Solar Orbiter Gets Closest-Ever Look at the Sun


NASA and the European Space Agency (ESA) got together earlier this year to launch the aptly named Solar Orbiter spacecraft. The mission recently took up its position near the sun, and the agencies have released the first wave of images from this enviable vantage point. Naturally, the pictures are stunning and unprecedented, but they also show some scientifically relevant “campfires” dotting the surface of our local star

The Solar Orbiter mission began in 2012, suffering several delays along the way. That is, unfortunately, quite common with complex space missions like this. NASA successfully launched the spacecraft in February 2020 from Cape Canaveral. However, the Solar Orbiter almost missed important mission milestones after launch when the COVID-19 pandemic shut down the European Space Operations Center for a week. A skeleton staff was able to complete the necessary systems tests just in time, and the probe has now beamed back its first close-ups of the sun. 

To keep the Solar Orbiter from being roasted, it maintains a highly elliptical orbit around the sun. The probe will orbit the sun every 168 days, shrinking its orbit each time through November 2021. Eventually, it will swing past the sun at a distance of 0.28 AU — 1 AU (92 million miles) is the distance between Earth and the sun. The first images were captured from about 48 million miles out. While some missions like NASA’s Parker Solar Probe have been much closer, they did not have sunward-facing instruments.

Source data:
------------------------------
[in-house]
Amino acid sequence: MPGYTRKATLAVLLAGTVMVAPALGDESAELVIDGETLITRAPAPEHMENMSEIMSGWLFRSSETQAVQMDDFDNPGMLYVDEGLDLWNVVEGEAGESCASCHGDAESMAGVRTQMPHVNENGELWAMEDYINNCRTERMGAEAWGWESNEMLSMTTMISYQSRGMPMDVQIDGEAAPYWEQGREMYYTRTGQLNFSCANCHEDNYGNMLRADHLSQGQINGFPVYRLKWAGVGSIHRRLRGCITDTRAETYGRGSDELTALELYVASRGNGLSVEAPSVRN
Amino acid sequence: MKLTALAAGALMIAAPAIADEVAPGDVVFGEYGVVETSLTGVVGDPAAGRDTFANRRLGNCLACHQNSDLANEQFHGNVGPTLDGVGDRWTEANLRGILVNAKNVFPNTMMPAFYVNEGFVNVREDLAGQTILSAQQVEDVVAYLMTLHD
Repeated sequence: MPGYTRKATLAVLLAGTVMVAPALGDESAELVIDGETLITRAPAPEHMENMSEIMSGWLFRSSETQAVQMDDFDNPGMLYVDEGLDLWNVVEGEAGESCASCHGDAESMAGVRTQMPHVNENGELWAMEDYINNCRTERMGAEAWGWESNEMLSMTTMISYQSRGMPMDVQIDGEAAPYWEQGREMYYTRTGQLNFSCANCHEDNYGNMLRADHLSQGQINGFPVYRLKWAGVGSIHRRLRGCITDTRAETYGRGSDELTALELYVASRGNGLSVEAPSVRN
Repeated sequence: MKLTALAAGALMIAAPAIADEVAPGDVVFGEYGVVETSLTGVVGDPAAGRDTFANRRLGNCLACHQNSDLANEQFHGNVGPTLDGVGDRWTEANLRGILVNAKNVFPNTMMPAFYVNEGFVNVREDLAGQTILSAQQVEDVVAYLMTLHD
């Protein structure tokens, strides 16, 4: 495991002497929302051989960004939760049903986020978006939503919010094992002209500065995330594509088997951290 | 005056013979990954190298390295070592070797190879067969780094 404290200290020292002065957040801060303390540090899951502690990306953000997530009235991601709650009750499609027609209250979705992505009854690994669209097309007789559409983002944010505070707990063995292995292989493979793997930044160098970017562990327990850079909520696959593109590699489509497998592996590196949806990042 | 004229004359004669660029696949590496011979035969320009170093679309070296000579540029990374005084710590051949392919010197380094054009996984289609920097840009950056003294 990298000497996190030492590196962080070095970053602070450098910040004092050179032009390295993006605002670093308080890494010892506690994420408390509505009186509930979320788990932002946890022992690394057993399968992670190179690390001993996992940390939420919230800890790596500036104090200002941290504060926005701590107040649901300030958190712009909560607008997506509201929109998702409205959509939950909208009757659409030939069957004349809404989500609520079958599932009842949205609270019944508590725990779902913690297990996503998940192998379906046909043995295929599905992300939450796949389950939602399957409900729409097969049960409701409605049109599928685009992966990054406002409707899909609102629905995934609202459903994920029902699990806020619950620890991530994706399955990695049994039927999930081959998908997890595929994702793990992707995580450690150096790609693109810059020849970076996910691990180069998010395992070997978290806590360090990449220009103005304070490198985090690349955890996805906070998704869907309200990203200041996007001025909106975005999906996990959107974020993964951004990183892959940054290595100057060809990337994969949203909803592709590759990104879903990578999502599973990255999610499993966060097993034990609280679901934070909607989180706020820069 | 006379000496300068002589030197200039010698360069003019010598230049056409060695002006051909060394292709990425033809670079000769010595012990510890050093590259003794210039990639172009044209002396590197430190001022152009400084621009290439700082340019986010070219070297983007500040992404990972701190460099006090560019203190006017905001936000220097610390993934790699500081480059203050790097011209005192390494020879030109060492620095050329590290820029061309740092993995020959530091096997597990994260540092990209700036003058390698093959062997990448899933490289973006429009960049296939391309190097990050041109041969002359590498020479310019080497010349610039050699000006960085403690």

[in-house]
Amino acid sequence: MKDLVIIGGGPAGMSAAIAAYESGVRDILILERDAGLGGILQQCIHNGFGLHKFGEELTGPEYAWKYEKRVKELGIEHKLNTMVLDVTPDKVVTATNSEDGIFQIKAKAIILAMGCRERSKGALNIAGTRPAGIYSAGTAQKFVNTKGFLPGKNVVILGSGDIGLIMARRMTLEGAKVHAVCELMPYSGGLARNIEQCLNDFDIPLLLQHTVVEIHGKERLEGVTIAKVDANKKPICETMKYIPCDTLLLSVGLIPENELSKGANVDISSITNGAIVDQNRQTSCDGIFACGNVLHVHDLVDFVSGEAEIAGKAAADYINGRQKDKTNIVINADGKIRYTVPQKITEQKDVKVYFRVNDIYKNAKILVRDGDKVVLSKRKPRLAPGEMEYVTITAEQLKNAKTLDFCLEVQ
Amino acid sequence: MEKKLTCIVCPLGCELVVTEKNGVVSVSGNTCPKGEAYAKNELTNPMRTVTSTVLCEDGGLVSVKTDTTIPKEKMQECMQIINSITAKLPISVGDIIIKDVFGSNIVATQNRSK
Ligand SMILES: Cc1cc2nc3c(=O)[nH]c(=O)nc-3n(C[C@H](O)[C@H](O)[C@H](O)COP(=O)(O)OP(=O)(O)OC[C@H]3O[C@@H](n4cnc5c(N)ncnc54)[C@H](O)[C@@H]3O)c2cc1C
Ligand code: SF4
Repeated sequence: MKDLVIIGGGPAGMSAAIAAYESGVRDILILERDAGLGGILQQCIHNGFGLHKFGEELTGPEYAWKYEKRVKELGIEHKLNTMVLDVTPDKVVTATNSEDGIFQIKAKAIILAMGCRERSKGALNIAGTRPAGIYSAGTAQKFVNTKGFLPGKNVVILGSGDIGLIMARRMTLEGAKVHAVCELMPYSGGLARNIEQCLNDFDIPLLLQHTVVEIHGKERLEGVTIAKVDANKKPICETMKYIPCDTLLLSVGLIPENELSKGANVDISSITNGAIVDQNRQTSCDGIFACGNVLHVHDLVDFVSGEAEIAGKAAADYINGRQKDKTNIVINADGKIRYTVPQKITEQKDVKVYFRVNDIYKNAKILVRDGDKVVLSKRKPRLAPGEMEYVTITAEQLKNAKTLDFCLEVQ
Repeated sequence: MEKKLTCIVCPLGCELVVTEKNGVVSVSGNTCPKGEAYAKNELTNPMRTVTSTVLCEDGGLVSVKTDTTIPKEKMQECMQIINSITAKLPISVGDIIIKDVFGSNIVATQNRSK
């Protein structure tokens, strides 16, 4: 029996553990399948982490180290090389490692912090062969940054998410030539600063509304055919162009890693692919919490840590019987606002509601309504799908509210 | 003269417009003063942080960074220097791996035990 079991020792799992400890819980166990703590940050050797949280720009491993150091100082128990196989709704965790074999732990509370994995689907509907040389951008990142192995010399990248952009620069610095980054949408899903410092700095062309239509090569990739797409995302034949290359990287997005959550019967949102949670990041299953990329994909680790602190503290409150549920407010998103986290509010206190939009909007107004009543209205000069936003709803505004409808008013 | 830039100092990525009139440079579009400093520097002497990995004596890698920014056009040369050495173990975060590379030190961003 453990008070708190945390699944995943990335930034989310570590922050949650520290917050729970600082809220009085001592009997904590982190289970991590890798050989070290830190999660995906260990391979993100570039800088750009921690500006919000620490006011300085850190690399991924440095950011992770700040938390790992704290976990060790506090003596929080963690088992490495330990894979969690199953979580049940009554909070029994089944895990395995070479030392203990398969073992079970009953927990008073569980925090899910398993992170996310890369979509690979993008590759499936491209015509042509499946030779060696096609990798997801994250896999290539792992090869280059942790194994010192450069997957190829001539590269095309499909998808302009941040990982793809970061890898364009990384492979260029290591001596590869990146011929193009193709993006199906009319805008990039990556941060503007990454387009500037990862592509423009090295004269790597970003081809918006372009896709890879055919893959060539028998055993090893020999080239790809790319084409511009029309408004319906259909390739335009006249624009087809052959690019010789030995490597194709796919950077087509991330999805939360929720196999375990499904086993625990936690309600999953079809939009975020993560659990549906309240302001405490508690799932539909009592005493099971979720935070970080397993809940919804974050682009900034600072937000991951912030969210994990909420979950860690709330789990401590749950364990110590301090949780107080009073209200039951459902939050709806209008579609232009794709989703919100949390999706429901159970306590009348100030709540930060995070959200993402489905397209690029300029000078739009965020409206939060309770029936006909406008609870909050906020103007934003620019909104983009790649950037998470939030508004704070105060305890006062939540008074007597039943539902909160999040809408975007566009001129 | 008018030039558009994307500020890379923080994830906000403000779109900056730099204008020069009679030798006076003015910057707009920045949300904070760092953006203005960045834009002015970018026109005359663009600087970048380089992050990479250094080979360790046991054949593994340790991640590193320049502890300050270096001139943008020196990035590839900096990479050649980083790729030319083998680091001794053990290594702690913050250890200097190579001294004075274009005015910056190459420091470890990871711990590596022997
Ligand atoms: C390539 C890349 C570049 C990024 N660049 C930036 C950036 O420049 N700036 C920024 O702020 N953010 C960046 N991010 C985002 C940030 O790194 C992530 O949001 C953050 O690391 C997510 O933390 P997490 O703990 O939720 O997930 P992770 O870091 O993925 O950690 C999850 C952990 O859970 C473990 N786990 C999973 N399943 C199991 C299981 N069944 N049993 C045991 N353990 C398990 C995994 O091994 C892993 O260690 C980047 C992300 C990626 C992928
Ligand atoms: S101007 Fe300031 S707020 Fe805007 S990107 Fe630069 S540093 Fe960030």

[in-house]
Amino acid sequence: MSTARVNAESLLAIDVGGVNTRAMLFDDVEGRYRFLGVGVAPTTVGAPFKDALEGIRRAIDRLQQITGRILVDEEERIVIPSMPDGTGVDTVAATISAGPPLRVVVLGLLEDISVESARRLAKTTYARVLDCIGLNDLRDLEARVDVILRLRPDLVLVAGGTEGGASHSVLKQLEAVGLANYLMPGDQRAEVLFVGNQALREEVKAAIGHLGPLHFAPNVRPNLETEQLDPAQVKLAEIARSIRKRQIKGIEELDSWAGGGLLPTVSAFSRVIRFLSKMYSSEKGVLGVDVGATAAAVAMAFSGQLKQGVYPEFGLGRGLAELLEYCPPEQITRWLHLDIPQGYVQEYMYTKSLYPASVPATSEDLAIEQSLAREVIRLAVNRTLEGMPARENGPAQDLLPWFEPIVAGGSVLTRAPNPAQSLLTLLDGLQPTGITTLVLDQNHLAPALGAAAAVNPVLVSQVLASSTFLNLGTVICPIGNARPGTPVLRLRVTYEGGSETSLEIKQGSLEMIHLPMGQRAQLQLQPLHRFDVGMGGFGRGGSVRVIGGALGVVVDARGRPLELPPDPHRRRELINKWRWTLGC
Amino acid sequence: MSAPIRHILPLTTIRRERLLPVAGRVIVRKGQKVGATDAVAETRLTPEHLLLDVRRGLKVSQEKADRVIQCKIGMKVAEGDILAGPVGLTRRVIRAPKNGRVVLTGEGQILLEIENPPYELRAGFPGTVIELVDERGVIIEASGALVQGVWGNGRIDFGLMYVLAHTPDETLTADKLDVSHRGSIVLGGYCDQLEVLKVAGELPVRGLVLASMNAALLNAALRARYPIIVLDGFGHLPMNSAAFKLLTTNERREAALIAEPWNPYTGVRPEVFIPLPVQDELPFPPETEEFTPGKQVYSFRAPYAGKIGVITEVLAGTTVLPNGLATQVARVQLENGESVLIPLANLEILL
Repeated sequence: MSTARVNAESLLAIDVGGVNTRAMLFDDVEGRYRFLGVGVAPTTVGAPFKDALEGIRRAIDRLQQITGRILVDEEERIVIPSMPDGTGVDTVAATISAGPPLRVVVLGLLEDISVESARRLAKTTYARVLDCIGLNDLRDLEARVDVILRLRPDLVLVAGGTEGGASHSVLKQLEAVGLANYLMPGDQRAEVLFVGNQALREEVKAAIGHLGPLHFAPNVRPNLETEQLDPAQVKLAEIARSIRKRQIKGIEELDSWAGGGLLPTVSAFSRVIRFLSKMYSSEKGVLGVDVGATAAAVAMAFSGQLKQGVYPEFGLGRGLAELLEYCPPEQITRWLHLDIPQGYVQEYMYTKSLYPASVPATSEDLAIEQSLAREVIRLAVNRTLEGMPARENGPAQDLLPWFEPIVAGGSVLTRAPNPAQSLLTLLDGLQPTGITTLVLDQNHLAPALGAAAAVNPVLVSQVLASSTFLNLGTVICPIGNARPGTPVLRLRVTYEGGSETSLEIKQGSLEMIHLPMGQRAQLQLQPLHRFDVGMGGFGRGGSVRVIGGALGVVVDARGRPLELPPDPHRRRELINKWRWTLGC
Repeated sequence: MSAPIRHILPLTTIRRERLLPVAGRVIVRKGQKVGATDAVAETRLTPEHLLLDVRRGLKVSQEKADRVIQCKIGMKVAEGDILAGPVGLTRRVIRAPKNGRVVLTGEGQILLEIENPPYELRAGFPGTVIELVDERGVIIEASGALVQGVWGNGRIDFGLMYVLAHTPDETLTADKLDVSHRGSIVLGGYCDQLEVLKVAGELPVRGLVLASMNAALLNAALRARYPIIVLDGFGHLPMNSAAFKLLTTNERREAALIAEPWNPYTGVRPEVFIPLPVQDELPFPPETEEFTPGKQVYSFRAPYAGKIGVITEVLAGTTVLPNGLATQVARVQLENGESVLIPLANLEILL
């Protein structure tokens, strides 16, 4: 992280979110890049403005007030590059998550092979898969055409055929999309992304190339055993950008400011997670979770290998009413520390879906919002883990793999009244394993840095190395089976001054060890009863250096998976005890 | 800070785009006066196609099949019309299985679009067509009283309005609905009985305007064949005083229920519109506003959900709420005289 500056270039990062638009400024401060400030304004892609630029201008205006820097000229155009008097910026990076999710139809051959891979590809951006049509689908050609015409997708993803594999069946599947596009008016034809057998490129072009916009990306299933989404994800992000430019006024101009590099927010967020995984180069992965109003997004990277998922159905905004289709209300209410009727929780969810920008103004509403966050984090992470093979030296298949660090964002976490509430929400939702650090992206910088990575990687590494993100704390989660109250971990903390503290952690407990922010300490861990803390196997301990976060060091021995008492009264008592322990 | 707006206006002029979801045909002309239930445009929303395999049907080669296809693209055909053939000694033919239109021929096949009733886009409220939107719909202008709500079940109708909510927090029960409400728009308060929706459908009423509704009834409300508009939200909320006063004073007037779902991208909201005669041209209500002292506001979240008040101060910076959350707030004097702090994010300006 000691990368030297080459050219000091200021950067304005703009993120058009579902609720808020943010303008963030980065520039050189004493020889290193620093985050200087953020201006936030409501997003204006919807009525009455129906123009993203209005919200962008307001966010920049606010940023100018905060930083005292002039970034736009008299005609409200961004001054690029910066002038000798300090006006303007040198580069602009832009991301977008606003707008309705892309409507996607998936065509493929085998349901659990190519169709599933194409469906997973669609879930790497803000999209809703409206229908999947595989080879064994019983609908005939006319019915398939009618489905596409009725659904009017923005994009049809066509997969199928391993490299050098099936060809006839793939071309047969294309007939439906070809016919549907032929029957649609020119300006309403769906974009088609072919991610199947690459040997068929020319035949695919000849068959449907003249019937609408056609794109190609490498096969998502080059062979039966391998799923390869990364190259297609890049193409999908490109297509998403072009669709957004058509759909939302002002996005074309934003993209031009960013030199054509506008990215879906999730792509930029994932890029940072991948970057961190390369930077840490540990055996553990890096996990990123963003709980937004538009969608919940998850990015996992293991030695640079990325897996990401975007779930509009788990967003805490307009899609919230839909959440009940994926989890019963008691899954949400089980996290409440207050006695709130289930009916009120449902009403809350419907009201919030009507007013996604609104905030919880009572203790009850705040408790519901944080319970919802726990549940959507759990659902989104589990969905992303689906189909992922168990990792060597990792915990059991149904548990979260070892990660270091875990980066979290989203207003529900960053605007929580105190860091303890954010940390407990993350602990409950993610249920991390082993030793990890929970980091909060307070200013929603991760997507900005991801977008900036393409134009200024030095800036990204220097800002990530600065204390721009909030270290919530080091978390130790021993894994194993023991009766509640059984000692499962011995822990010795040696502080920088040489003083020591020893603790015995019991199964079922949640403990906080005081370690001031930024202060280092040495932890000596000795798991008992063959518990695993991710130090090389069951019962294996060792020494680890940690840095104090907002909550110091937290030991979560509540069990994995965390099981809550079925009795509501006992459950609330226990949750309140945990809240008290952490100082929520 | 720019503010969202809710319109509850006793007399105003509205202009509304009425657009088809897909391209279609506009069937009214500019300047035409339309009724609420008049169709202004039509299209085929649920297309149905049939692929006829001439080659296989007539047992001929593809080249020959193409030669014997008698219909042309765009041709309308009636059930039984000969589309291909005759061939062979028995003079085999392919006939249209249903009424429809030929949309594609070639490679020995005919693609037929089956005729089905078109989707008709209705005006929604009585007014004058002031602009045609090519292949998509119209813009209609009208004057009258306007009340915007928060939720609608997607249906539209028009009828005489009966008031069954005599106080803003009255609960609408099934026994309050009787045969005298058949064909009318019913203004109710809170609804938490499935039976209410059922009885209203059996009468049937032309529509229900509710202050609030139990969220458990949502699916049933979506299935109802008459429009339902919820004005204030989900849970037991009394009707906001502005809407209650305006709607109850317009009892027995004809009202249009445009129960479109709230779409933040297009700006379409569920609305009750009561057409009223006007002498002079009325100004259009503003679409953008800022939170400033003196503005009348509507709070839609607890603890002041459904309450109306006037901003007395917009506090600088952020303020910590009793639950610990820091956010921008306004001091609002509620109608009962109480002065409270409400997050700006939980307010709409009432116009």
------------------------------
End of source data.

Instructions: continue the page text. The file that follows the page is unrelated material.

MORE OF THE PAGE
Data from the Extreme Ultraviolet Imager (EUI), one of six instruments the spacecraft will use to study the sun, showed something new. Scientists didn’t expect the EUI to return any critical discoveries in its first pass, but the team has spotted numerous small “campfires” spread across the surface of the sun (see above). Scientists aren’t entirely sure what they’re looking at yet, but there are some hypotheses. They might be a phenomenon known as nanoflares that keep the sun’s corona hotter than the surface. 

Future data sets from the Solar Orbiter should allow researchers to measure the temperature of these campfires. That should help identify them, and if they are nanoflares, to improve our understanding of coronal heating. The spacecraft should also be able to study solar wind structures for the first time. 

The Solar Orbiter mission is expected to last seven years. If the probe is still working at the end of that, NASA and the ESA have committed to extending it by three years.

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